This blog represents most of the newspaper columns (appearing in various Colorado Community Newspapers and Yourhub.com) written by me, James LaRue, during the time in which I was the director of the Douglas County Libraries in Douglas County, Colorado. (Some columns are missing, due to my own filing errors.) This blog covers the time period from April 11, 1990 to January 12, 2012.

Unless I say so, the views expressed here are mine and mine alone. They may be quoted elsewhere, so long as you give attribution. The dates are (at least according my records) the dates of publication in one of the above print newspapers.

The blog archive (web view) is in chronological order. The display of entries, below, seems to be in reverse order, new to old.

All of the mistakes are of course my own responsibility.

Wednesday, October 3, 2001

October 3, 2001 - Time for DPLD to Look Forward Again

The Douglas Public Library District was formed, by direct citizen vote, in November of 1990. Before then, we were a county department. Since then, we have been an independent taxing entity, funded largely by property taxes.

In the past ten years, we have gone through two five year plans. We've built libraries, bought books, established services. In 2001, we will check out more than 2.5 million items. In this year alone, we have offered literally thousands of storytimes for children. Tens of thousands of people have attended our programs or held meetings in our facilities.

But now it's time to look forward again. What happens next?

We have gathered a great deal of population data, extrapolated for the next ten years. According to our general standards of space needs (about 1 square foot per capita, half for library space, half for parking and landscaping) we're in good shape in Highlands Ranch and Castle Rock. If the population projections hold true, we'll need another regional library somewhere between Lone Tree and Parker, but we have several years to plan for it.

In short, it seems to me that Phase I of our library district -- the rapid expansion of facilities, the launching of key services, is over. We've done a good job of projecting and managing expenses. We're about where we thought we'd be. Now it's time to tackle Phase II.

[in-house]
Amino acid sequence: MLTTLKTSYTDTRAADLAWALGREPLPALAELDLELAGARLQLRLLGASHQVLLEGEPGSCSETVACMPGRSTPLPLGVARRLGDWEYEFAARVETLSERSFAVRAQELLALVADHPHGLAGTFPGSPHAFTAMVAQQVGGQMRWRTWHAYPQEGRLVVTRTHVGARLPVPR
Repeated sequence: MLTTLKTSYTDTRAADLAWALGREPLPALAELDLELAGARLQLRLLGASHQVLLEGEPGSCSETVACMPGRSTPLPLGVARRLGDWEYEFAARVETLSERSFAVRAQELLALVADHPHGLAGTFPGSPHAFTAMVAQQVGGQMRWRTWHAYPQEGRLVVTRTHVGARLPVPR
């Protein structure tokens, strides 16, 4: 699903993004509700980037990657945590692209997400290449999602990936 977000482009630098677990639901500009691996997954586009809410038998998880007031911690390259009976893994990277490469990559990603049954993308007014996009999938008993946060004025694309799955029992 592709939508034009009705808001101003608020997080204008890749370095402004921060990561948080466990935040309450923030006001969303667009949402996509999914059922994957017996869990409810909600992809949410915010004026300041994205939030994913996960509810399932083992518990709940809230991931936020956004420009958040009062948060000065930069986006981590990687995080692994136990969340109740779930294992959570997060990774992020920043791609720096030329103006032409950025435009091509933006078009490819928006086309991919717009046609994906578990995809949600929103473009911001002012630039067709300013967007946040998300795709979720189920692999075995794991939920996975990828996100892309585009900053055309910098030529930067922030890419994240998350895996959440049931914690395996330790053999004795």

But what will that look like? Our need now is not just things. It is people.

Mainly, I've been thinking that it's time to flesh out the staffing of some recently established services. We've run very lean for many years -- part of that aggressive savings program. Now it's time to grow DEEPER into our community.

We've used a phrase the past couple of years that captures what we've been about: "We're not just building libraries. We're building community." Recent library surveys suggested that one of the key patron activities is just that: connecting to the community. People meet friends here, attend meetings, seek referrals to local agencies. Since September 11, this has even greater significance.

But there's a new tension to our mission, as well. The job of the library is to provide public access to the intellectual capital of our culture. To accomplish this, we collect widely: many authors, many formats, many perspectives, many offerings. Historically, the public library is predicated on the individual dignity of inquiry -- the right for anyone, of any age, any background, to ask questions, to explore library offerings, sometimes with the assistance of library staff. That "dignity" also includes patron privacy.

We're entering a time, I believe, when the pressure on that mission will begin to build. Some will seek more information -- on terrorism, on the Middle East, on Islam, for instance. Others will seek to suppress that same information -- as unpatriotic, as discomfiting, as just plain unpleasant. Others will push for ever-greater assurances of protection for children.

Our traditional support for intellectual freedom could easily turn to a push for intellectual conformity, for the illusory security of being always watched.

The public library will be squarely in the middle of that debate: a part of the community, an advocate for information. And our staff will have their own views, as we too are parents, citizens.

In short, the second Phase of the Douglas Public Library District's development will have its challenges. I look forward to your continued participation in our collective story.

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